On Monday, the Speaker of the House announced that her chamber of Congress will vote on a resolution aimed at stopping the President’s hostilities with Iran.
Congress has decided to respond to President Trump’s unauthorized assassination of Iran’s most powerful general, Qassem Soleimani, by pursuing a vote under the Vietnam-era War Powers Act and require the 3,000 American troops sent to Iraq this week to come home within 30 days.
According to Speaker Nancy Pelosi (D-CA), the resolution is sponsored by freshman Rep. Elissa Slotkin (D-MI) who has emerged as a leader of a group of seven “national security Democrats” that have all served in the military or intelligence agencies and recently emerged as Congressional leaders.
The Speaker’s office wrote:
This week, the House will introduce and vote on a War Powers Resolution to limit the President’s military actions regarding Iran. It reasserts Congress’s long-established oversight responsibilities by mandating that if no further Congressional action is taken, the Administration’s military hostilities with regard to Iran cease within 30 days.
Pelosi says the resolution will be substantially similar to the one filed in the Senate by Virginia Democrat Tim Kaine. (embedded below)
Since Congress enacted the War Powers Act in 1973, only one War Powers Act resolution has successfully passed both the House and Senate.
Last April, Sen. Bernie Sanders (D-VT) convinced the Republican-controlled Senate to vote in favor of keeping American troops out of Saudi Arabia’s war in Yemen, and Rep. Barbara Lee (D-CA)—who also filed a resolution co-sponsored by Rep. Ilhan Omar (D-MN) this week—shepherded the measure through the House.
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Unfortunately, President Trump vetoed that resolution and the Senate failed to override him, highlighting the difficulty of not only passing one of these resolutions but gaining enough votes to fully enact it.
All of this could have been averted because as far back as this summer when the House tried to stop President Trump from waging a war against Iran in the last major defense spending bill. A bipartisan group of lawmakers led by Rep. Ro Khanna (D-CA) passed an amendment to that bill in July 2019, which would have prohibited spending any funds—and therefore any action—against Iran. Even the infamous Rep. Matt Gaetz (R-FL) co-sponsored the legislation to stop Trump from igniting a war with Iran.
Yet the measure was stripped out of the final bill in a compromise with the GOP-controlled senate before its passage in late December, averting another Trump shutdown of the federal government.
Any member who voted for the NDAA — a blank check — can't now express dismay that Trump may have launched another war in the Middle East.
My Amendment, which was stripped, would have cut off $$ for any offensive attack against Iran including against officials like Soleimani /1
— Rep. Ro Khanna (@RepRoKhanna) January 3, 2020
Firstly, Trump’s strike on Iran has given a second lease on life to Speaker Pelosi’s use of strategic ambiguity by withholding the articles of impeachment because all business in the Senate grinds to a halt during the trial. Since they won’t be able to debate the War Powers Act resolution during a trial, the Speaker of the House practically has no choice but to hold the charges until the upper chamber decides if they want to plunge our nation into war without reason.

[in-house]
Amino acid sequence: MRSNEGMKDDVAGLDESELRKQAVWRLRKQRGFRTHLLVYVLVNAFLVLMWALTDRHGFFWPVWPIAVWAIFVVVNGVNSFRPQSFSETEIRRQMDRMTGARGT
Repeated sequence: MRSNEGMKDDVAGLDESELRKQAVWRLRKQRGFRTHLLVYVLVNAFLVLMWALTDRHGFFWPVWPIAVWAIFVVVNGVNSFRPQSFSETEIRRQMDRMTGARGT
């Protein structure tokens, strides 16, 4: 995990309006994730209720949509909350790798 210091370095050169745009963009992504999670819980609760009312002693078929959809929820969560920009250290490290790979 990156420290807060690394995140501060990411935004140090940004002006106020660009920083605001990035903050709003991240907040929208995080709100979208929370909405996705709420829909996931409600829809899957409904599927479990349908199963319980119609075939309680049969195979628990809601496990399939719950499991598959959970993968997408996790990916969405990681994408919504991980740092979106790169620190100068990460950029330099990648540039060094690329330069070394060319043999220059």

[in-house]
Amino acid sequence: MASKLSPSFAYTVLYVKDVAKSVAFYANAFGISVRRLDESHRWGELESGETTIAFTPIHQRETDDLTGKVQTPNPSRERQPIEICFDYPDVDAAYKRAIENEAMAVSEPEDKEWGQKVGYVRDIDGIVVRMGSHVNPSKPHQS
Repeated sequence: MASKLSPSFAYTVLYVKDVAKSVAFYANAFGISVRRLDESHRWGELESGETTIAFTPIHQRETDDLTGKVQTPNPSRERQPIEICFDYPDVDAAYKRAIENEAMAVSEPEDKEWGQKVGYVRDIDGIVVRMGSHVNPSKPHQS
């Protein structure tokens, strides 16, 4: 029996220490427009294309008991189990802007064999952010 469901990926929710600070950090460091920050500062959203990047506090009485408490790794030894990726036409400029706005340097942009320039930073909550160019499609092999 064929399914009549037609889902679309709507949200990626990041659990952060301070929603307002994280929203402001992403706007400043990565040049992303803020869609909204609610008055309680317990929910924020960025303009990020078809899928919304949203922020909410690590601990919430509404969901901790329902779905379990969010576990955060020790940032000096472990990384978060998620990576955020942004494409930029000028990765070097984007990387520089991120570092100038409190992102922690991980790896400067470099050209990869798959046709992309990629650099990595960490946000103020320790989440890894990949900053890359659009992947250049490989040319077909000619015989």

Secondly, it will put the Republican congressional caucus into a political logjam because they’ll have to choose between Trump sending their constituents off to die in an unpopular war with no exit strategy nor real excuse for beginning it in the first place besides an impeached President needing a distraction from the trial they all voted against. In fact, the GOP has been uncharacteristically split over how to handle Iran, and are not united in favor of a major strike.
As of last summer, a Gallup poll found that a whopping 78% of Americans preferred reasonable alternatives to deploying our military in a conflict with Iran. As recently as September, public opinion was 3:1 against taking action against Iran, even after the nation attacked a Saudi oil field that threatened to send gas prices skyrocketing (but didn’t).
House Democrats are unified against Trump’s war, evidenced by members of both the moderate and progressive wings of the party submitting these War Powers Act resolutions.
“Perhaps this time, a stand-alone bill such as the one that passed the Democratic House and was stripped from the defense conference report by the Republican President and Senate can pass,” says Democratic National Committee member Christine Pelosi.
That’s because a Republican vote in favor of a new war in Iran isn’t a given.
On these difficult votes on a matter of life or death, the War Powers Act votes have the potential to very publicly rob President Trump of the only thing—undying loyalty—that has kept him in the Oval Office while he uses our federal government’s foreign policy for his own personal gain.
“The last time Republicans rushed into a War of Choice in the Middle East, they lied about the intelligence,” Pelosi said, “spent trillions of US dollars, destabilized the region, and sacrificed the blood of Americans and Iraqis for 17 years – attacking peacemakers along the way.”
Here’s a copy of the War Powers Act resolution:
War Powers Act resolution submitted by Sen. Tim Kaine (D-VA) https://t.co/o4WKh68srs
— Grant Stern (@grantstern) January 6, 2020
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Grant Stern is an Editor-At-Large for OccupyDemocrats and published author. His new Meet the Candidates 2020 book series is distributed by Simon and Schuster. He's also mortgage broker, community activist and radio personality in Miami, Florida., as well as the producer of the Dworkin Report podcast. Grant is also an occasional contributor to Raw Story, Alternet, and the DC Report, and a senior advisor to the Democratic Coalition